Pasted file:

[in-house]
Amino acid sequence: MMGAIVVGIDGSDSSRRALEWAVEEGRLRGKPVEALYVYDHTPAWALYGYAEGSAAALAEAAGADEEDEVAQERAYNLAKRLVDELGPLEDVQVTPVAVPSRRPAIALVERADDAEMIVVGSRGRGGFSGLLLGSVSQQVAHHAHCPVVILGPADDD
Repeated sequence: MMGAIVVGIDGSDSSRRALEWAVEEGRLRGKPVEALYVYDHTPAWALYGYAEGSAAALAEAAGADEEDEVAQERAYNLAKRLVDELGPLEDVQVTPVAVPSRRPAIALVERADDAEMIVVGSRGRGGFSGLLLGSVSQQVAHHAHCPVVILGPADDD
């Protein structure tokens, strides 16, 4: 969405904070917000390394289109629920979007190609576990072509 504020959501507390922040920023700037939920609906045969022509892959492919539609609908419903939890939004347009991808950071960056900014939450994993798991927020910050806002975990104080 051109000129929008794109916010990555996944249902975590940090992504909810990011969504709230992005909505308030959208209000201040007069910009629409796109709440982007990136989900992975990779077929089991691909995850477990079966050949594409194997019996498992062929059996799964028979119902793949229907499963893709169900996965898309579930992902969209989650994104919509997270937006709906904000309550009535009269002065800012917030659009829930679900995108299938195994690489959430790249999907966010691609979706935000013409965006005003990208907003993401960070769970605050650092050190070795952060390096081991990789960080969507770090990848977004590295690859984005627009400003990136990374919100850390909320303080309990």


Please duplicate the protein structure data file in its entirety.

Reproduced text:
[in-house]
Amino acid sequence: MMGAIVVGIDGSDSSRRALEWAVEEGRLRGKPVEALYVYDHTPAWALYGYAEGSAAALAEAAGADEEDEVAQERAYNLAKRLVDELGPLEDVQVTPVAVPSRRPAIALVERADDAEMIVVGSRGRGGFSGLLLGSVSQQVAHHAHCPVVILGPADDD
Repeated sequence: MMGAIVVGIDGSDSSRRALEWAVEEGRLRGKPVEALYVYDHTPAWALYGYAEGSAAALAEAAGADEEDEVAQERAYNLAKRLVDELGPLEDVQVTPVAVPSRRPAIALVERADDAEMIVVGSRGRGGFSGLLLGSVSQQVAHHAHCPVVILGPADDD
């Protein structure tokens, strides 16, 4: 969405904070917000390394289109629920979007190609576990072509 504020959501507390922040920023700037939920609906045969022509892959492919539609609908419903939890939004347009991808950071960056900014939450994993798991927020910050806002975990104080 051109000129929008794109916010990555996944249902975590940090992504909810990011969504709230992005909505308030959208209000201040007069910009629409796109709440982007990136989900992975990779077929089991691909995850477990079966050949594409194997019996498992062929059996799964028979119902793949229907499963893709169900996965898309579930992902969209989650994104919509997270937006709906904000309550009535009269002065800012917030659009829930679900995108299938195994690489959430790249999907966010691609979706935000013409965006005003990208907003993401960070769970605050650092050190070795952060390096081991990789960080969507770090990848977004590295690859984005627009400003990136990374919100850390909320303080309990």